If 2020 has taught us anything it’s that you need to take care and look after yourself! As runners and active people, we’re often having to remind ourselves to take the time to care for our bodies. Simple ways to do this include:
- Stretch more – we’re taking a leaf out of our dog and cats’ books and stretching regularly. Hours spent running, sitting at a desk or driving can take their toll. Here’s one of our favorite yoga routines that gives us a good opportunity to stretch and BREATHE! We also love to roll on one of our Chirp wheels daily to stretch out our backs (and sometimes get some satisfying clicks in the process). If you haven’t heard about Chirp wheels yet, check them out here.
- Get more sleep – I think everyone by now knows that one of the best ways to look after yourself is to let your body and mind have enough time to rest and recover each day – by getting enough, good-quality sleep. Simple fixes to help make that happen as often as possible are to:
- Reduce screen-time (TV and phones) at least half an hour before bed and get an app that reduces the blue light from your phone’s screen
- Keep the temperature in your bedroom cool to reduce overheating and tossing-and-turning during the night, which interrupts sleep patterns
- Ensure you have a good quality mattress and pillows that are suited to you and your sleep style.
- Go to bed earlier so you have more chance of getting up earlier the next day (especially if you want to become more of a morning runner!). We’ve found turning the TV off earlier helps encourage us to make this happen so we’re not still watching shows at 11pm or later!
- Look after your feet – feet get so much wear and use and not enough credit and love! A good foot massage, treating hard skin any foot issues, and trimming toenails are all simple and free ways to care for your feet. Throw on some good moisturizer and a good quality pair of merino socks and your feet will be much happier! If you’re going all-out then you could also treat them to a new pair of comfortable trail running shoes 🙂
9. Minimize on ‘stuff’
If you don’t know where everything is, because you have so much stuff and/or it’s not very tidy or well-organized, it can be surprisingly stressful on your mind. It’s more to keep track of, and you’re living with that niggling feeling that you don’t quite know what you have and where it all is when you need to put your hand on it.
I like to use good minimizing and tidying sessions as an opportunity to organize our adventure gear into categories (camping, hiking, running, skiing, watersports, etc), get rid of gear I don’t really use (or like) and wash and repair gear that needs some love (you know, using those new sewing skills I mentioned earlier 😉 ). If you have a closet or garage where you keep your adventure gear, then even if you can’t actually get out and adventure (because – well – COVID) then you can at least have it all organized, labeled, clean and in good condition for when you can grab it and head out the door for some of that Type 2 fun!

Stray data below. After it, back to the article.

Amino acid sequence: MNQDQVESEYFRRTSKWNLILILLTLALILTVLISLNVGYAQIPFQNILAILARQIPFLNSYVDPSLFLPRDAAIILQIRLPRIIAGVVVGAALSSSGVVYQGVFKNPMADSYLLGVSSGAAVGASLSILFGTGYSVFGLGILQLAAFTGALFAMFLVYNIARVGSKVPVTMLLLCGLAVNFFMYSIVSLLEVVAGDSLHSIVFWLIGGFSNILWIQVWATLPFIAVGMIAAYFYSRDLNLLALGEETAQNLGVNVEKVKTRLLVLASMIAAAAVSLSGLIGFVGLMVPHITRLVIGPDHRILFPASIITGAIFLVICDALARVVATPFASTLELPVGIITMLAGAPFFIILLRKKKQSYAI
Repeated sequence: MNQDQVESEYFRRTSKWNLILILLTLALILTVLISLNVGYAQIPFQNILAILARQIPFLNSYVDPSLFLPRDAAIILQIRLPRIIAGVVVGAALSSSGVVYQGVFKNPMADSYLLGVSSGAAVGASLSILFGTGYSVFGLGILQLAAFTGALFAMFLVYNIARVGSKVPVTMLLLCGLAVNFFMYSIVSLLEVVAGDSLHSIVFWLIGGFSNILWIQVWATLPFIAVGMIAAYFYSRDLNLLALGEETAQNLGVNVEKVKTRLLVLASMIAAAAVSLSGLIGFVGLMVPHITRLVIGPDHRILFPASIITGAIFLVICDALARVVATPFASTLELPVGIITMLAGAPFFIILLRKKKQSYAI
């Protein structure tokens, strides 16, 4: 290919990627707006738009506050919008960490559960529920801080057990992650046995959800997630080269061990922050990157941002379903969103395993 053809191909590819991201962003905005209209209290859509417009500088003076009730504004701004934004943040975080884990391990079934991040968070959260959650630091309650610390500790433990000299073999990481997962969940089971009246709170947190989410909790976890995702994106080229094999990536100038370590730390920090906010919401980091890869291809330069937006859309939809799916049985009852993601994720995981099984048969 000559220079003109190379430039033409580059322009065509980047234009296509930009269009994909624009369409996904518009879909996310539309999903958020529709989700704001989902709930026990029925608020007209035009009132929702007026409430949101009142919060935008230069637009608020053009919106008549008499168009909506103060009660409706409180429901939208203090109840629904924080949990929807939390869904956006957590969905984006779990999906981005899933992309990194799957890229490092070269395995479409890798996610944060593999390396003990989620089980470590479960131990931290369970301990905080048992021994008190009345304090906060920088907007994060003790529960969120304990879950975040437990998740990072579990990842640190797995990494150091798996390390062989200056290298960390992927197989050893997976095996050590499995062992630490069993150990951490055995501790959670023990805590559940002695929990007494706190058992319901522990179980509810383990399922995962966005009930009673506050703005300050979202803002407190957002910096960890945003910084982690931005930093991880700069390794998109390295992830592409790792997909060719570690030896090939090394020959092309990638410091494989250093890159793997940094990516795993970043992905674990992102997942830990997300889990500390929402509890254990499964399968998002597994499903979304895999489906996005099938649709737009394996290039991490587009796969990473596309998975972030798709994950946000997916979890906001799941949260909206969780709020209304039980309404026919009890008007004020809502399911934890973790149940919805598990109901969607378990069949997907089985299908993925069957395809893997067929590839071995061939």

Minimizing on digital ‘stuff’ is also really helpful for clearing the mind. Clearing down old emails, unsubscribing from paper and digital mailing lists and deleting apps from your phone that you don’t use – that all helps you focus on what’s important.
10. Coach someone else to start running
If you have a friend or family member who would like to get into running then what better way to focus your energy than to help them on that journey?
We’ve found it to be so much more motivating and committing to run with someone else than trying to do it all alone – because you’re not just doing it for you and you don’t want to let someone else down by dropping out at the last minute.
If you or they are concerned that one of you is a much faster runner than the other, and both want to do certain runs at your own pace, then here are a few tips for running with someone who is faster (or slower) than you that may be helpful.
If you’re looking for other productive things to do with your time then we also have a load of other suggestions in this post that you may find interesting: 10 things to do while social distancing.
I hope you enjoyed this post and found it helpful. Let us know if you have any other suggestions in the comments below!